Finally, it’s a chance for Amazon to surprise. Last year, that meant the Ring Always Home Cam – a flying camera drone that promised automated patrols of your house – though the gadget is still yet to actually launch commercially.
For 2021, it’s likely we’ll see refreshes of Amazon’s core Echo range. After all, with the holidays approaching, that’s a key opportunity for Amazon to put more smart speakers in users’ homes – and double-down on their commitment to Alexa as a platform, rather than the Google Assistant or Apple’s Siri. The new Amazon-branded Fire TV range could also be expanded.
We’ll probably also hear more about the controversial Amazon Sidewalk, the shared neighborhood network that Amazon opted to enable by default earlier in the year.
On the “weird tech” side, that could well be the rumored wall-mounted Echo touchscreen. Billed as being an in-wall smart home hub, it would help position Alexa as a key way of interacting with the connected home and IoT, if the rumors are to be believed.
After iPhone 13: The new tech coming in 2022, 2023, and 2024
Over the next few years, the iPhone will see some significant changes. This year’s iPhone 13 didn’t exactly make major waves when it came to upgrades VS last year’s model lineup. According to high-level Apple product predictions released this week, the changes will come in the years 2022, 2023, and 2024 in the form of punch hole front-facing cameras, under-display Touch ID, and foldable smartphones from Apple.
Notes from Apple analyst Ming-Chi Kuo relayed by 9to5Mac suggested that the iPhone line released in the year 2022 would include two higher-end devices with a punch-hole display. Kuo also suggested that these devices would include a new 48MP wide camera, and would be joined by a new and “more affordable” 6.7-inch iPhone.
Kuo also noted the addition of an under-display fingerprint reader for the year 2023. This technology began to appear in Android devices over the last few years, but hasn’t yet matured to the point at which Apple has been comfortable releasing it on a release-level iPhone. The iPhone under-display Touch ID system is predicted to be a part of the iPhone 15 (or whatever it’ll be called) released in the year 2023 – or later.
The most massive change to the iPhone line comes in the prediction of a foldable device. Ming-Chi Kuo suggested that the “foldable iPhone” won’t be released until the year 2024. It is not yet known whether this foldable iPhone will be released at the same time as the traditional iPhone, what it’s price will be, or if it’ll actually truly ever be released at all!
ALSO NOTE: There’ll likely be a new iPhone SE coming in the year 2022 with expanded mobile data radio coverage. This means 5G support for said iPhone SE, likely appearing in the first half of the year 2022.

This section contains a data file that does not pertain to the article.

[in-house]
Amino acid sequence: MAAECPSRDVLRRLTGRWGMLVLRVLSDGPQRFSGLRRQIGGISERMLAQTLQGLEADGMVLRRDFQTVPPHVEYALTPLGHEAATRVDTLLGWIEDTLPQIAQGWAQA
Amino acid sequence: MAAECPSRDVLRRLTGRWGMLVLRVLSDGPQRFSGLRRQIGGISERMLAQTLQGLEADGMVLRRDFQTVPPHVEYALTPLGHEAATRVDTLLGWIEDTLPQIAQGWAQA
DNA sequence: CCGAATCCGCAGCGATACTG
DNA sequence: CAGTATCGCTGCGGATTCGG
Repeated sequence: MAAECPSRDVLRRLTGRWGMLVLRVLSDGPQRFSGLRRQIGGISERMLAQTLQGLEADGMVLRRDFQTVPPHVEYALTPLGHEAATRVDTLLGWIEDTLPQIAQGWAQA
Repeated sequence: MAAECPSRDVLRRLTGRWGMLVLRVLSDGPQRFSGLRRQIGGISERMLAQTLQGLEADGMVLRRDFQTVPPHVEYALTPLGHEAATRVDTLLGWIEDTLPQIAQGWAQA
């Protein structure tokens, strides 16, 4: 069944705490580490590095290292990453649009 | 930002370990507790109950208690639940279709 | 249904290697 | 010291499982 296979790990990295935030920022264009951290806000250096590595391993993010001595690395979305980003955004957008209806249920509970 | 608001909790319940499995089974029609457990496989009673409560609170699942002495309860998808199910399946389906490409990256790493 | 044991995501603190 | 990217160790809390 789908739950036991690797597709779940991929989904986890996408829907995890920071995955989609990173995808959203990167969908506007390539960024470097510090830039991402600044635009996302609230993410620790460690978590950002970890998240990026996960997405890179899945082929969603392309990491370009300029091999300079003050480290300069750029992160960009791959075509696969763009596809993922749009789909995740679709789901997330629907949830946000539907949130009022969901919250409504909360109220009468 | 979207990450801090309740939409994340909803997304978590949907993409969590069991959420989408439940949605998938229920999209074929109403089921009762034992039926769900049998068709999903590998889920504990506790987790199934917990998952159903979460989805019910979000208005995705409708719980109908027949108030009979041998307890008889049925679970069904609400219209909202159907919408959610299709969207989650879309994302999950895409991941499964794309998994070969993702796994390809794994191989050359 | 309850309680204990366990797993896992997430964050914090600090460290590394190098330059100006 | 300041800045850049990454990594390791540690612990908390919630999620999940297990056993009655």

If you’re currently preparing to purchase an iPhone and want to wait for the newest possible device – you’re in luck, since the iPhone 13 will be available in stores on September 24, 2021. The release date is the same for iPhone 13, iPhone 13 Mini, iPhone 13 Pro, and iPhone 13 Pro Max, all coming on September 24th, 2021. Take a peek at comparisons between the iPhone 13 models and iPhone 12 and see what you make of them. Then stick around as we prepare to release our review of the iPhone 13 and beyond!
IKEA Sjomake makes DIY hidden wireless charging a $40 upgrade
IKEA is making it easy to hide wireless charging in your nightstand, desk, or coffee table, with the new Sjömäke wireless pad keeping its Qi out of sight. Unlike IKEA’s earlier charging pads, which slot into circular cut-outs in the tabletop, this new high-power pad is intended to hide underneath yet still allow for wireless charging through the surface.
In fact, IKEA claims, it should work just fine through tables and other worktops that are 3/8″ to 7/8″ thick, just as long as they’re not metal. The Swedish retailer includes double-sided tape for mounting it underneath, though there’s also support for screws or other fixings if you prefer.
Plug in the six foot long power cable, meanwhile, and then you have a discreetly hidden Qi charging pad. IKEA includes some stickers that you can optionally use on the top of the table or nightstand, so that you know whereabouts to position your phone or other device for best charging results. Or, you can leave them off altogether, and have the whole thing seem a little more magical.
The pad is a fairly uninspiring design, given it’s intended to be hidden from sight. It’s 1-inches thick, 7-inches long, and 3-inches wide. An indicator LED on the side shows whether or not it’s actively charging a device, though of course there’s a fair chance that you won’t be able to see that in day to day use.
Indeed, IKEA says that you really shouldn’t use the pad with a phone or other device without anything in-between. According to the user manual, there should be at least around 8mm between the two, presumably because IKEA has tuned the charging coils to take into account some sort of gap.
As for the charging rate, expect around 5W. Less, certainly, than you’d get from some of the other Qi pads on the market right now, but certainly sufficient if you’re leaving your phone to one side as you sleep or work.
Currently, the Sjömäke is listed at $39.99 on IKEA’s site, though it’s not yet available to order. The retailer confirmed to The Verge that it will be going on sale in October, both in the US and in other international stores, both at its physical locations and online.
This isn’t, of course, IKEA’s first flirtation with wireless charging. Back in 2018, the company ran a high-profile welcome campaign for the iPhone 8, highlighting how Apple’s addition of Qi support meant that the smartphone would now work with the Swedish company’s chargers that were build into tables, lamps, and more.